We have all heard the historical account of David teaching the allegedly untouchable Goliath a lesson about who is the true big man in the Bible. In the NBA, usually this prophetic lesson does not hold true. Front office executives and players regularly take advantage of, circumvent and discreetly avoid the contract laws laid down by its regulating body.
However, history did repeat itself in the NBA last week as we saw who was the true big man in the NBA. Commissioner David Stern firmly exerted his regulating power on Joe Smith and the Minnesota Timberwolves. His decision is one that could destroy team morale, team ticket sales, team wins and most importantly could make other Goliaths of the NBA exposable to the wrath brought down by the commissioner’s office.
For those who are unfamiliar with this situation, here is the lowdown. Smith and the Timeberwolves worked out a seven-year deal for $86 million in 1999. Problem? Definitely.
This was a secret deal that violated the NBA’s collective bargaining agreement (CBA). The rules of the CBA are as follows: “At no time shall there be any undisclosed agreements (i.e. undisclosed to the NBA). . .between a player and a team.”
This rule was put into effect to curtail secret contract extensions, renegotiations or any amendments to the existing player contract. In their situation, the T-Wolves renegotiated with Smith in secret, which in effect prohibited other teams from competing for his future services and placed Minnesota’s actions in direct violation of the CBA.
So, did Stern verbally reprimand the organization and give it a light slap on the wrist like he has done in prior under-the-table deals? Emphatically and punitively, David Stern quieted all critics as he fastened the T-Wolves’ wrists to the electric chair and pulled the lever on the team’s future. Stern fined the organization $3.5 million, took away their first-round draft picks for the next five years, voided Smith’s contract, and took away his Larry Bird rights. The sheriff in town took out his six shooters and laid down the law.
For those who have not taken the sports collective bargaining class in ILR, you might not know about the Larry Bird rights. Let’s see if you can figure it out from these three choices:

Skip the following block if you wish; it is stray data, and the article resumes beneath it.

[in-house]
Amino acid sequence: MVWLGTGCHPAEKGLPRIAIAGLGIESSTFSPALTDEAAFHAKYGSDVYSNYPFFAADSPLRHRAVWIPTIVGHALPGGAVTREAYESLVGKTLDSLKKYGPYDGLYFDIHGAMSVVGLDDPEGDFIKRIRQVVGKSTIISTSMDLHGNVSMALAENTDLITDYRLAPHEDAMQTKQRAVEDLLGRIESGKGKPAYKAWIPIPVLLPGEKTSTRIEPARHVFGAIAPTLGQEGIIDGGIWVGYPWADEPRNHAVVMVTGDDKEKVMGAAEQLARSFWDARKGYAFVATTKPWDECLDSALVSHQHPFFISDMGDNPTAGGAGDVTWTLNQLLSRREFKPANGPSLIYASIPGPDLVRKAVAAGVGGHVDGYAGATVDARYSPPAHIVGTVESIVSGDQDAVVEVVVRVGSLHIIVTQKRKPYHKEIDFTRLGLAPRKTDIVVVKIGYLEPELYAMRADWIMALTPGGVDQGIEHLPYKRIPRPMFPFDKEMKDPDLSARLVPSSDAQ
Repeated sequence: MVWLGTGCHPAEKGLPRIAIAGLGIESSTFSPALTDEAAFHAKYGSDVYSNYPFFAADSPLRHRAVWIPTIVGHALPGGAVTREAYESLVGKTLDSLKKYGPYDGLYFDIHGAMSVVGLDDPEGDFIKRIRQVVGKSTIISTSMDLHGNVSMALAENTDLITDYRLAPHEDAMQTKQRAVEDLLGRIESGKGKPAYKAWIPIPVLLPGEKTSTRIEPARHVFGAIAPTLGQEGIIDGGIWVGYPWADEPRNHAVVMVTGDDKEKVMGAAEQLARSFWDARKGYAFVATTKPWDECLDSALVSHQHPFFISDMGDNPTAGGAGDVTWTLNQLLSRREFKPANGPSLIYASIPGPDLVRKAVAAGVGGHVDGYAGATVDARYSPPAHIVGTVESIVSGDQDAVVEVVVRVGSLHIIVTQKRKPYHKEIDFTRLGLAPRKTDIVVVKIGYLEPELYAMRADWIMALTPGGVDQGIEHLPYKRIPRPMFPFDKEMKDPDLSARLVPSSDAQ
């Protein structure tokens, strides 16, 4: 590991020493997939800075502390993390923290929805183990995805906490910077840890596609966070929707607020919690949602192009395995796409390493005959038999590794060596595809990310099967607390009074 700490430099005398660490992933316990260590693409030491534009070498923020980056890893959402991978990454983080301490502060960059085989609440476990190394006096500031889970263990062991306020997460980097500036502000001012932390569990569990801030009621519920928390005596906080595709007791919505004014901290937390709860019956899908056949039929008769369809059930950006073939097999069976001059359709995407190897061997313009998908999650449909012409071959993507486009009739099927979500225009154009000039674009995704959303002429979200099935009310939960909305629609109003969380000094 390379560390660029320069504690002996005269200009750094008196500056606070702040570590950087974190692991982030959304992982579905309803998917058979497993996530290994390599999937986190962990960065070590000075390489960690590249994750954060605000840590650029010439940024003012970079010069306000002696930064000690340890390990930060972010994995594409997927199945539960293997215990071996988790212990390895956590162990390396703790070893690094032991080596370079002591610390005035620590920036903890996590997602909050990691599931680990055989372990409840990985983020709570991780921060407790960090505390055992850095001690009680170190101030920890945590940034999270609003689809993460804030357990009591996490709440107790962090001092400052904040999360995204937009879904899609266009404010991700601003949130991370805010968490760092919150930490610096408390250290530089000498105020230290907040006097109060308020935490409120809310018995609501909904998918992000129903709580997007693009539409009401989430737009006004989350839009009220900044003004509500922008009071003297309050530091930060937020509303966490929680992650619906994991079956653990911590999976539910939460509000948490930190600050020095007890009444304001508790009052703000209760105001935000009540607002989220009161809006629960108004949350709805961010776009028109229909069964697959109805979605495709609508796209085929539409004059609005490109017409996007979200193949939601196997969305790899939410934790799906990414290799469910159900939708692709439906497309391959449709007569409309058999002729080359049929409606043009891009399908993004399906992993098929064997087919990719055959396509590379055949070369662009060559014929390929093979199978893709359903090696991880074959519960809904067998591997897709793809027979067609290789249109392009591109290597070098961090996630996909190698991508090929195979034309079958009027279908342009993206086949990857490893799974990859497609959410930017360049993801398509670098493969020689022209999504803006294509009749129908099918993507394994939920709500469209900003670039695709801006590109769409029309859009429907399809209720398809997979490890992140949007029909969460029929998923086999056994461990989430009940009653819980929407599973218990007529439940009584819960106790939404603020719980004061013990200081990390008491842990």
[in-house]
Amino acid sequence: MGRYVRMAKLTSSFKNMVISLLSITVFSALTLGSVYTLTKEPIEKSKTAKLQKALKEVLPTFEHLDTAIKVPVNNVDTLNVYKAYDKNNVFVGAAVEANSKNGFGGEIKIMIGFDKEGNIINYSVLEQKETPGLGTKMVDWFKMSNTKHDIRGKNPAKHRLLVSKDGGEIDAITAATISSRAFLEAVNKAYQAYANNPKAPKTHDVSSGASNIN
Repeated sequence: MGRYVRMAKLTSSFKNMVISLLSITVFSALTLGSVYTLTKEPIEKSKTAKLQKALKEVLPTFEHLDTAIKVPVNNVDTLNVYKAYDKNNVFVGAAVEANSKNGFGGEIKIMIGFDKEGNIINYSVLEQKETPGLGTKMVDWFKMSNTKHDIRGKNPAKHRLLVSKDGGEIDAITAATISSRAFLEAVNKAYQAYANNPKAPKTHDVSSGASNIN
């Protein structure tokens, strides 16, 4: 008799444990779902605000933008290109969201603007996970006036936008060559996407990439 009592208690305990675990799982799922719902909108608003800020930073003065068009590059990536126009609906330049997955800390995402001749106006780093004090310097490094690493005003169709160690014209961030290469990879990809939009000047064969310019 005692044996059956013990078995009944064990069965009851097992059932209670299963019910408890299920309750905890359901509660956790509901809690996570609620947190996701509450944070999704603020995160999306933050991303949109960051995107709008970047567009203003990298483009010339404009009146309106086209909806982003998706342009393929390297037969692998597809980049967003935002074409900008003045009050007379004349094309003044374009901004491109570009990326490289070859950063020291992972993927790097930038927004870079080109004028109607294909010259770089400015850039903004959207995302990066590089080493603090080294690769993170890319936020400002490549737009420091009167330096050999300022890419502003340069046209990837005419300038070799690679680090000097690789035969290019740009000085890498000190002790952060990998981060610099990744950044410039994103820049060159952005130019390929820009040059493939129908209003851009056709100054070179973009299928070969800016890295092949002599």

A) It gives a player the right to acquire supernatural shooting prowess for the last two minutes of a game against the Lakers.
B) It offers a retired player the right to take the head coaching position for the Indiana Pacers.
C) It allows a team to sign its own free agent — if he has been with the team for at least three years — to a contract that would cause the team to exceed the salary cap.
Enough nonsense. The answer is, of course, C.
Besides voiding the secret contract, Stern also voided Smith’s 1998-1999 contract with Minnesota. In essence, this means that according to NBA records, Smith never even played for the T-Wolves. Therefore, he has zero years’ tenure under his Minnesota belt, and his Larry Bird Rights must start over again.
Subsequently, Minnesota cannot sign Smith for a contract that exceeds its salary cap. The organization can only offer him the league’s minimum salary requirement, which probably means that Smith will leave for greener pastures in Miami or New York. (What a surprise that the Heat and the Knicks are vying for the same player.)
If you are confused by Stern’s nullification of Smith’s Larry Bird Rights, you are in good company. Smith’s lawyers do not understand how Stern can void an already played 1998-99 contract, and they are appealing for his Larry Bird Rights to be reinstated.
Even if their appeal is granted, the Timberwolves will have been punished almost as severely as the country will be if George Bush wins the election. (Take no offense Cornell Republicans). Not only will they not be able to build rookies around Kevin Garnett; they will have difficulty bringing in big-time free agents to complement KG because of his exorbitant $120 million contract. For the next five years, KG better put up his $120 million numbers or else we could be seeing the beginning of a demise of this young franchise.
Secret negotiations, like Smith’s, have gone unscathed over the years. But this is the new millennium and a new David Stern. To sum up, his punishment served as a large warning notice plastered on every “Goliath’s” door contemplating an illicit negotiation: “Don’t mess with David.”
Archived article by Jason Skolnik